An iftar celebration in Maryland.

An iftar celebration in Maryland.

Every Ramadan, Muslims around the world fast from sunrise to sunset. But the fasting month is about more than abstaining from food or water. Muslims are encouraged to engage in worship and self-reflection, both as individuals and as an “ummah” — a community.

How do Muslims from all walks of life come together for Ramadan? And, in a region with many transients, how do D.C. Muslims find community?


  • Palmer Shepherd Former Co-Chair, LGBT Muslims Retreat
  • Hurunnessa Fariad Outreach/Interfaith Coordinator, All Dulles Area Muslim Society Center; @ADAMSCenter_
  • Lauren Schreiber Co-founder and Executive Director, CenterDC; @TheCenterDC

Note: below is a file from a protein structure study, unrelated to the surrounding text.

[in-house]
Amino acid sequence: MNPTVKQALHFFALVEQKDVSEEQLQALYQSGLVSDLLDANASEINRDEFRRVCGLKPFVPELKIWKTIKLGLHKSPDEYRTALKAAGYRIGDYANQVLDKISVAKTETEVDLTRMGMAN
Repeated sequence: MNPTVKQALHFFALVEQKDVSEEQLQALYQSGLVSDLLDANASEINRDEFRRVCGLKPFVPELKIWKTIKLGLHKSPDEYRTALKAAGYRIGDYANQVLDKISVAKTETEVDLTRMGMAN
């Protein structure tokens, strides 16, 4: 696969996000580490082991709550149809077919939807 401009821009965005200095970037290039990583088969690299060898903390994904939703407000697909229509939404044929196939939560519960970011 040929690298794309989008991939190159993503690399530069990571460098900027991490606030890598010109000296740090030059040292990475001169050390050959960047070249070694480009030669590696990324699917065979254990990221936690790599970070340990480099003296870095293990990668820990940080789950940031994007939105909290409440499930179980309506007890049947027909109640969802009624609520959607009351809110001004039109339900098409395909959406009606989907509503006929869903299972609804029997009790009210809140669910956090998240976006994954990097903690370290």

• Makkah Ali Co-host and Executive Producer, Identity Politics Podcast; @MsMakkah

How Local Muslims Find Community At IHOP

IHOP And Ramadan: A Uniquely American-Muslim Tradition - The Kojo Nnamdi Show

At 3 a.m., while most people are sound asleep, Muslims observing Ramadan are crawling out of bed and getting ready for suhoor -the pre-dawn meal before a day of fasting. During an American summer, this can mean up to 17 hours without food or drink.

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